Updated: House Bill 681 was defeated in the House Public Utilities Committee Wednesday, according to reports. Four Republicans, including Wake County Reps. Nelson Dollar and Chris Malone, joined 12 Democrats in voting against the bill in a 16-14 majority.
Renewable Energy Portfolio Standards laws—REPS—have been great for North Carolina, but a new bill would end the REPS requirement, under the guise of protecting the state’s ratepayers.
On Monday, four Republicans in the House filed the NC Energy Ratepayers Protection Act. The bill keeps requirements for utilities to include renewables in their energy portfolios through 2018, but cuts any requirements thereafter.
This is unfortunate.
REPS ensure that a portion of electricity sold by our three investor-owned utilities come from renewable sources (like solar, hydro and wind), ensuring a cleaner environment and a more sustainable future for all of us. These laws are one of the reasons why the state’s solar industry has taken off, allowing the state to rely less on coal or nuclear energy; now, North Carolina has a $4.8 billion clean energy economy which generated $280.7 million for state and local governments last year.
Under the comprehensive Senate Bill 3 in 2007, North Carolina became the 25th state in the country to enact REPS laws which would ensure that by 2021, 12.5 percent of the state’s electricity came from clean energy sources. Senate Bill 3 was passed with broad bipartisan support.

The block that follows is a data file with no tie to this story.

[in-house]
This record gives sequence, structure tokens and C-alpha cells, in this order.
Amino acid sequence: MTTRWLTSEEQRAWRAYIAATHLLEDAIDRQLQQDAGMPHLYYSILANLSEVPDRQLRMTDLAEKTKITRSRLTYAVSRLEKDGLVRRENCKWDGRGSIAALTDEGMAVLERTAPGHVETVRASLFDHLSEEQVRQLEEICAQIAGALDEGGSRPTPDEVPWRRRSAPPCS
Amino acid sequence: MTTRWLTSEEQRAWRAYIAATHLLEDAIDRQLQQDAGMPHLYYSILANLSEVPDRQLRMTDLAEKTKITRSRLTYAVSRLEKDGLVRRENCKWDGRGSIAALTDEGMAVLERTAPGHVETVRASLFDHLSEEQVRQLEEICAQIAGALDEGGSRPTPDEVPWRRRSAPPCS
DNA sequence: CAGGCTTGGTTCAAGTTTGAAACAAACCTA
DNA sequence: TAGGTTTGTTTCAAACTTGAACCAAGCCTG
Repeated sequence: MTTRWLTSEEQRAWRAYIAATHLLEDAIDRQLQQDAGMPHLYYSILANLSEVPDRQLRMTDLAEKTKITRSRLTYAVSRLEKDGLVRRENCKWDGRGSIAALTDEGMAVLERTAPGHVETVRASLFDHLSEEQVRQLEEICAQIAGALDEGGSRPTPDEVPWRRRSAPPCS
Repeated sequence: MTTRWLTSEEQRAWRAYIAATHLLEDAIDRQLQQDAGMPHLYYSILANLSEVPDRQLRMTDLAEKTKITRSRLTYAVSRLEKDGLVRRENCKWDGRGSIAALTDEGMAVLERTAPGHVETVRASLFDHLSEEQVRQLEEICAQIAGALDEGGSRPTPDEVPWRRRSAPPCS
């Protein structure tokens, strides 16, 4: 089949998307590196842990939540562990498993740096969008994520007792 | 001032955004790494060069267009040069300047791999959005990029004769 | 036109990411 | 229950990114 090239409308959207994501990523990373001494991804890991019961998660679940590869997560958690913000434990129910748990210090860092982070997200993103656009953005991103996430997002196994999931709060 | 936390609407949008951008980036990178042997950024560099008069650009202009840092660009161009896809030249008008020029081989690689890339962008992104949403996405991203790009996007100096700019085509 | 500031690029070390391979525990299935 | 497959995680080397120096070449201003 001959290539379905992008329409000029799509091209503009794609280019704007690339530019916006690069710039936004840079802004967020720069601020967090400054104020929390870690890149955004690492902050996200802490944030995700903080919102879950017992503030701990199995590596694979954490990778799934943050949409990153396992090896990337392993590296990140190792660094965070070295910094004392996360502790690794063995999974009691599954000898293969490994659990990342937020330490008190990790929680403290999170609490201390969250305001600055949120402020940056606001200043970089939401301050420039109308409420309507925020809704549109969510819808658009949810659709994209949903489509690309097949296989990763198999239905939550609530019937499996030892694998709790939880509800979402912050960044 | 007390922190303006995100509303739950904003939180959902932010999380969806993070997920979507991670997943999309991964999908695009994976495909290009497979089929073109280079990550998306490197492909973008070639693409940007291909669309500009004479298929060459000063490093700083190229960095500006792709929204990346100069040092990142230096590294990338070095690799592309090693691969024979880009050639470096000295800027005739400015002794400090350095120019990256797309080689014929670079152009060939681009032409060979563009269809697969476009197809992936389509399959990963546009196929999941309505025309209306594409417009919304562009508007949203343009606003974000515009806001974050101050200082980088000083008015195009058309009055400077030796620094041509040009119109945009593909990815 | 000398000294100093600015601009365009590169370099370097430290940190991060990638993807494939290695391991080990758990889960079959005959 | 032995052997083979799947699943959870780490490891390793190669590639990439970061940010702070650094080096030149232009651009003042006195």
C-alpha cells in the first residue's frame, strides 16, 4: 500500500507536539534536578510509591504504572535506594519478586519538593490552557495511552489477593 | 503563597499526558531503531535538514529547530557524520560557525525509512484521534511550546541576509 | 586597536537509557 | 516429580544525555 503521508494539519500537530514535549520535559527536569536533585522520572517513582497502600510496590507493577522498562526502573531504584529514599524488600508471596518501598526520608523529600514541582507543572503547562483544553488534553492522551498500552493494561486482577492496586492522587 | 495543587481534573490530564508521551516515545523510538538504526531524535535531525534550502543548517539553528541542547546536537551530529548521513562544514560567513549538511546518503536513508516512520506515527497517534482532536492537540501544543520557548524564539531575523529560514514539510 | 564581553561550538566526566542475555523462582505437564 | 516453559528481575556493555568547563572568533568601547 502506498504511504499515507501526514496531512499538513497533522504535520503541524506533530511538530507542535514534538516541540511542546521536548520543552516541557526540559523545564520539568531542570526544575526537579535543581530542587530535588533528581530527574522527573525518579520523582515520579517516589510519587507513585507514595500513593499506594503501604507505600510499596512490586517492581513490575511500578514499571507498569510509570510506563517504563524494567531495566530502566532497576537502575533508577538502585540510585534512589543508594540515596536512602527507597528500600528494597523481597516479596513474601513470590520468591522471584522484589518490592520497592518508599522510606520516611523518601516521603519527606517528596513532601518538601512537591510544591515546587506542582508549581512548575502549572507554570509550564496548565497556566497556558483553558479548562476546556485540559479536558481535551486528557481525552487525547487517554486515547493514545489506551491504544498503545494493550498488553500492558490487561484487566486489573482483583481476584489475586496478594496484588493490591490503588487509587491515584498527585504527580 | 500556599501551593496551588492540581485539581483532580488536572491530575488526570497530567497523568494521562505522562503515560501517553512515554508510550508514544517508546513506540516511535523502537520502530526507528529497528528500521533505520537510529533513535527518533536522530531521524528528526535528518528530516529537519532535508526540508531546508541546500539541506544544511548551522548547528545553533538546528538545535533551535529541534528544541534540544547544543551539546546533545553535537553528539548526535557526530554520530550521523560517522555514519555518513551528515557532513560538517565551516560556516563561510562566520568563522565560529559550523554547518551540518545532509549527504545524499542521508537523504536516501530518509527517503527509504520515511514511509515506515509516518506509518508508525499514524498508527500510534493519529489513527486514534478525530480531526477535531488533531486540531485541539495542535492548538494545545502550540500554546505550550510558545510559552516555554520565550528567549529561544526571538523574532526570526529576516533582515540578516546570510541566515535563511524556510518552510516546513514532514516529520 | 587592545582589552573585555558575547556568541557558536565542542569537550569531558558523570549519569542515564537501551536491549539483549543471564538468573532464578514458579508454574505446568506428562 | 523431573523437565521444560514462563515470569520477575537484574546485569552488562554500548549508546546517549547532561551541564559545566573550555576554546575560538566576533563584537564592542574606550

According to the North Carolina Sustainable Energy Association, a nonprofit comprised of clean energy stakeholders, H681 will halt the state’s ability to introduce new energy strategies into its heavily monopolized electric utility sector and deter current and potential clean energy developers from doing business in North Carolina.
“This monopoly control of our utilities limits innovation and market competition,” said Betsy McCorkle, the Director of Government Affairs for the NC Sustainable Energy Association (NCSEA).
“(The introduction of REPS laws in S3) was the first real opportunity for clean energy companies to compete with the utilities and offer consumers a choice, all while creating thousands of jobs, expanding business opportunities, pumping billions of dollars into our economy and driving down the cost of clean energy resources.”
NCSEA says that, contrary to what the bill’s sponsors would have us believe, H681 would actually burden ratepayers, who were set to save $615 million in electricity costs by having clean energy in the mix.
We saw a version of this legislation back in 2013 with the same primary sponsors, Mike Hager, R-Burke, Rutherford and Rep. Chris Millis, R-Onslow, Pender. That bill didn’t make it past the committee stage, where H681 now lingers.
“Due to the leadership of our utilities, our state is ahead of schedule in complying with REPS in most areas, while staying well below the ‘cost cap’ that was put in place as protection for consumers,” McCorkle said. “This legislation would be needlessly destructive to a job-creating industry and would result in government interference into a well-functioning market that continues to attract investment.”